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"Observe the Sabbath day by keeping it holy, as the Lord your God has commanded you. Six days you shall labor and do all your work, but the seventh day is a sabbath to the Lord your God. On it you shall not do any work, neither you, nor your son or daughter, nor your male or female servant, nor your ox, your donkey or any of your animals, nor any foreigner residing in your towns, so that your male and female servants may rest, as you do."- Deuteronomy 5:12-14.

"Remember the Sabbath day by keeping it holy. Six days you shall labor and do all your work, but the seventh day is a sabbath to the Lord your God. On it you shall not do any work, neither you, nor your son or daughter, nor your male or female servant, nor your animals, nor any foreigner residing in your towns. For in six days the Lord made the heavens and the earth, the sea, and all that is in them, but he rested on the seventh day. Therefore the Lord blessed the Sabbath day and made it holy."- Exodus 20:8-11.

So what exactly does "not doing work" mean? Does this mean worshipping God or alternatively, sleeping in, engaging in entertainment, hanging out with friends etc.?

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    What one does, or does not do, on the Sabbath, would depend on whether one was a practising Jew who strictly adheres to the Mosaic Law, or if one was a Christian. Perhaps you could edit your question to specify which religious point of view you seek and, to avoid people giving their personal opinions, ask for facts and references to back up the beliefs of that religion. That would improve your question. – Lesley Nov 9 at 9:41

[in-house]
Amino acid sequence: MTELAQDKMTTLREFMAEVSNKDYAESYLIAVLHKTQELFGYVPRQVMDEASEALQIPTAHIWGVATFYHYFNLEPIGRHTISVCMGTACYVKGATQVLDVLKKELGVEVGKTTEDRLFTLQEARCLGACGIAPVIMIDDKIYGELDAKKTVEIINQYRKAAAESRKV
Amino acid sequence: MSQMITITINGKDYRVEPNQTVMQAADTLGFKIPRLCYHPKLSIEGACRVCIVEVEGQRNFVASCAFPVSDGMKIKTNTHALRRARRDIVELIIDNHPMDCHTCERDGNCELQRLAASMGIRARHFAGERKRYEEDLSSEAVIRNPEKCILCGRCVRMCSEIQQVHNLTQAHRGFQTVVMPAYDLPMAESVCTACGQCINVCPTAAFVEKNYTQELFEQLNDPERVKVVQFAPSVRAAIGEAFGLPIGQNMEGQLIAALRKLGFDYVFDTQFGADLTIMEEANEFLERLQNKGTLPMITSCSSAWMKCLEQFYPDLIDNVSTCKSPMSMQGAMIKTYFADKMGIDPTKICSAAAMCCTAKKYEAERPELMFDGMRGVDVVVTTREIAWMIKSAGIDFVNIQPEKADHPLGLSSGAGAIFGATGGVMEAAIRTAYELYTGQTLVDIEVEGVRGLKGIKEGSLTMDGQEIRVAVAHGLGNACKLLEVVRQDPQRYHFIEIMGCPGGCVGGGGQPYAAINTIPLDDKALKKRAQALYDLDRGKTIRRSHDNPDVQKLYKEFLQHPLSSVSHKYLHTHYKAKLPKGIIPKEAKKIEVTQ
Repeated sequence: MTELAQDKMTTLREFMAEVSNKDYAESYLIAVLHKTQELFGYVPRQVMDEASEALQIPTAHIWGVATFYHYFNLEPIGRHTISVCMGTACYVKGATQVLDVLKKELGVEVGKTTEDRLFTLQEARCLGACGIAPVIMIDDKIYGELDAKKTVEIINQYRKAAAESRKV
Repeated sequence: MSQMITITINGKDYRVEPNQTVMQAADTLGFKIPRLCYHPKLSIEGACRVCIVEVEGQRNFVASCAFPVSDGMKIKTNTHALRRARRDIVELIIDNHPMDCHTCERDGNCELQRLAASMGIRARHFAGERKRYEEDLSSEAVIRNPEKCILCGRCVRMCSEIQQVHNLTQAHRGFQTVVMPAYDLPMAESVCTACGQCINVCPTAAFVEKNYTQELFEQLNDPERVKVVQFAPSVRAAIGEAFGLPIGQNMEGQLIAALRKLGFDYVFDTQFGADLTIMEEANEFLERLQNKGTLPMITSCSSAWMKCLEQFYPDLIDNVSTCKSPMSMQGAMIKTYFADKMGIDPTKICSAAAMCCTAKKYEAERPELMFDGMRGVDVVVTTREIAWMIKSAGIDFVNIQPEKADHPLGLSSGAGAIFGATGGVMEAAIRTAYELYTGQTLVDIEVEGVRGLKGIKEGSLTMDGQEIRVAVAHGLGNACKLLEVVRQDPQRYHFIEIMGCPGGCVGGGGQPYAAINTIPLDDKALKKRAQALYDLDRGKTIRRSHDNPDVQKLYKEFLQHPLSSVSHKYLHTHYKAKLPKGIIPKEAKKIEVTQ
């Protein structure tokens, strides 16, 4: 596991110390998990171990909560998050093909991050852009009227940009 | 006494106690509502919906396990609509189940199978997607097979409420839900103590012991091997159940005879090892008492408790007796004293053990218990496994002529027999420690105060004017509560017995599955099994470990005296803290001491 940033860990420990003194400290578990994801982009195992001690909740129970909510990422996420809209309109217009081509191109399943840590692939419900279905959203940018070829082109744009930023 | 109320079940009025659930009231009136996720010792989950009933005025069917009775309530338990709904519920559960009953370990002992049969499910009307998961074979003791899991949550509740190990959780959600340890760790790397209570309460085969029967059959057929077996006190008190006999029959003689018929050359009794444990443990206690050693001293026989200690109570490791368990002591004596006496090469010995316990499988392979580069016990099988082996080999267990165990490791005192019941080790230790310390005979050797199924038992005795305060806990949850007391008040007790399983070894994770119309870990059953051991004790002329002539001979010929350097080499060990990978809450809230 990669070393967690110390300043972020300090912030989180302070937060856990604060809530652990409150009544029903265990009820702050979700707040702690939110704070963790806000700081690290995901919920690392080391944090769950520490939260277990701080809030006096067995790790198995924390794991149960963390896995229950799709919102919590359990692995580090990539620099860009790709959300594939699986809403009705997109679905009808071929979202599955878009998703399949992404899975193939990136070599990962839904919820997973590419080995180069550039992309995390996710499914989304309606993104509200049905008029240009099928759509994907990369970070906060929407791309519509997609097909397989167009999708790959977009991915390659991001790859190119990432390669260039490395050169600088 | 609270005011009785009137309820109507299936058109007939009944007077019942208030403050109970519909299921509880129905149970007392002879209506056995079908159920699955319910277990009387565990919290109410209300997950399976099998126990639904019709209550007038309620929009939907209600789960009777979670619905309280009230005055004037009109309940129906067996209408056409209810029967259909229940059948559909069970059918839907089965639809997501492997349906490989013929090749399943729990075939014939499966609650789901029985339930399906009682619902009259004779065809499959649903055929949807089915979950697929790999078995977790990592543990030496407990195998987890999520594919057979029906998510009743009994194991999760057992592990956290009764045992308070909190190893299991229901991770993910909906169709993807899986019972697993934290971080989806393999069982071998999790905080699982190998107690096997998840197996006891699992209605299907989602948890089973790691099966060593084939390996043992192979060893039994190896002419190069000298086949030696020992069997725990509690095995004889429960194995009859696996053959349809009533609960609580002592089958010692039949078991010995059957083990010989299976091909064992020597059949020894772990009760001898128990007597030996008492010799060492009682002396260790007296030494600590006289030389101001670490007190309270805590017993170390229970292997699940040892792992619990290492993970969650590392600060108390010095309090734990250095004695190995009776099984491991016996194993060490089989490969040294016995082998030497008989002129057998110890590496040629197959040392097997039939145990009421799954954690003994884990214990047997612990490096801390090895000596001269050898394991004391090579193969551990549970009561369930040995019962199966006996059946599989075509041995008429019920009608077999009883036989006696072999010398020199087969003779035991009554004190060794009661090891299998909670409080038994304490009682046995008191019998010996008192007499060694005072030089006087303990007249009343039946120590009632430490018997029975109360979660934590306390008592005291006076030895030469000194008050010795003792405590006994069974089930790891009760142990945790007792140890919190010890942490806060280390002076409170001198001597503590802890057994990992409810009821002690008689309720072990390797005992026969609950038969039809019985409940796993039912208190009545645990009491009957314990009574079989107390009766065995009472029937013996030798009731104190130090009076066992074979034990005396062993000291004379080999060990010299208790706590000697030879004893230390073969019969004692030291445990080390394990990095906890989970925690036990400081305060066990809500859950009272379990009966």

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    @Lesley One esteemeth one day above another ; one esteemeth every day, Romans 14:5. Some have entered into a perpetual sabbath of rest, Hebrews 4:3. This is a matter of faith, not works. ['In sabbath' was actually correct.] – Nigel J Nov 9 at 10:16
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    @Nigel J - I stand corrected,and yes, all days are to be dedicated to God as holy. Salvation-rest is entered only by faith in the person and work of Jesus Christ. – Lesley Nov 9 at 10:39
  • @Lesley . . . . . Amen. – Nigel J Nov 9 at 11:37